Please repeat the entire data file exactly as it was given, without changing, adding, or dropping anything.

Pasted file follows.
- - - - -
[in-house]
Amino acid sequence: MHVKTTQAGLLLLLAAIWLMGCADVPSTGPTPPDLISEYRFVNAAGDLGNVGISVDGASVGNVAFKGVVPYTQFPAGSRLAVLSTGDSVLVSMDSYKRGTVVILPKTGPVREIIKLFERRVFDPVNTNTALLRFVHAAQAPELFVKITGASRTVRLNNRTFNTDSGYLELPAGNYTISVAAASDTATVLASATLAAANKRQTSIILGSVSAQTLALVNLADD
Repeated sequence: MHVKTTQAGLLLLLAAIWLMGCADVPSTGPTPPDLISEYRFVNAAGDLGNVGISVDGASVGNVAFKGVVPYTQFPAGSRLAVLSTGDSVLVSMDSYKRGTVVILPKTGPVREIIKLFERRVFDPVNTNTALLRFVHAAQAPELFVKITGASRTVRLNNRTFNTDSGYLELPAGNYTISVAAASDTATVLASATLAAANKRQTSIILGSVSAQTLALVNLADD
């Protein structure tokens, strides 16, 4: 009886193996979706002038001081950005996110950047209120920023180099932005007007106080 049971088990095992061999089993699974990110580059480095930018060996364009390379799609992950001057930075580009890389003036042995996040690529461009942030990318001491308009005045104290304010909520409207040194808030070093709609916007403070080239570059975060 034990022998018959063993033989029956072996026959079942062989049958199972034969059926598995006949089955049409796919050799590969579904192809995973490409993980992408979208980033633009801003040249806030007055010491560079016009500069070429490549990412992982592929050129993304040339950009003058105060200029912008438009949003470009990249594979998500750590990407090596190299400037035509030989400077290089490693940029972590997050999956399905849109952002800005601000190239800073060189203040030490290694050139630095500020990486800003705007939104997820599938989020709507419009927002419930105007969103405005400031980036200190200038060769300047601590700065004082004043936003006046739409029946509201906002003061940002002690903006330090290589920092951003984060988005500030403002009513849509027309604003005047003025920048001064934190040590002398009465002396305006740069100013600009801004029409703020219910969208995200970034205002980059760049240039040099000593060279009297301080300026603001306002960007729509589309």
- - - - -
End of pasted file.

[in-house]
Amino acid sequence: MHVKTTQAGLLLLLAAIWLMGCADVPSTGPTPPDLISEYRFVNAAGDLGNVGISVDGASVGNVAFKGVVPYTQFPAGSRLAVLSTGDSVLVSMDSYKRGTVVILPKTGPVREIIKLFERRVFDPVNTNTALLRFVHAAQAPELFVKITGASRTVRLNNRTFNTDSGYLELPAGNYTISVAAASDTATVLASATLAAANKRQTSIILGSVSAQTLALVNLADD
Repeated sequence: MHVKTTQAGLLLLLAAIWLMGCADVPSTGPTPPDLISEYRFVNAAGDLGNVGISVDGASVGNVAFKGVVPYTQFPAGSRLAVLSTGDSVLVSMDSYKRGTVVILPKTGPVREIIKLFERRVFDPVNTNTALLRFVHAAQAPELFVKITGASRTVRLNNRTFNTDSGYLELPAGNYTISVAAASDTATVLASATLAAANKRQTSIILGSVSAQTLALVNLADD
């Protein structure tokens, strides 16, 4: 009886193996979706002038001081950005996110950047209120920023180099932005007007106080 049971088990095992061999089993699974990110580059480095930018060996364009390379799609992950001057930075580009890389003036042995996040690529461009942030990318001491308009005045104290304010909520409207040194808030070093709609916007403070080239570059975060 034990022998018959063993033989029956072996026959079942062989049958199972034969059926598995006949089955049409796919050799590969579904192809995973490409993980992408979208980033633009801003040249806030007055010491560079016009500069070429490549990412992982592929050129993304040339950009003058105060200029912008438009949003470009990249594979998500750590990407090596190299400037035509030989400077290089490693940029972590997050999956399905849109952002800005601000190239800073060189203040030490290694050139630095500020990486800003705007939104997820599938989020709507419009927002419930105007969103405005400031980036200190200038060769300047601590700065004082004043936003006046739409029946509201906002003061940002002690903006330090290589920092951003984060988005500030403002009513849509027309604003005047003025920048001064934190040590002398009465002396305006740069100013600009801004029409703020219910969208995200970034205002980059760049240039040099000593060279009297301080300026603001306002960007729509589309």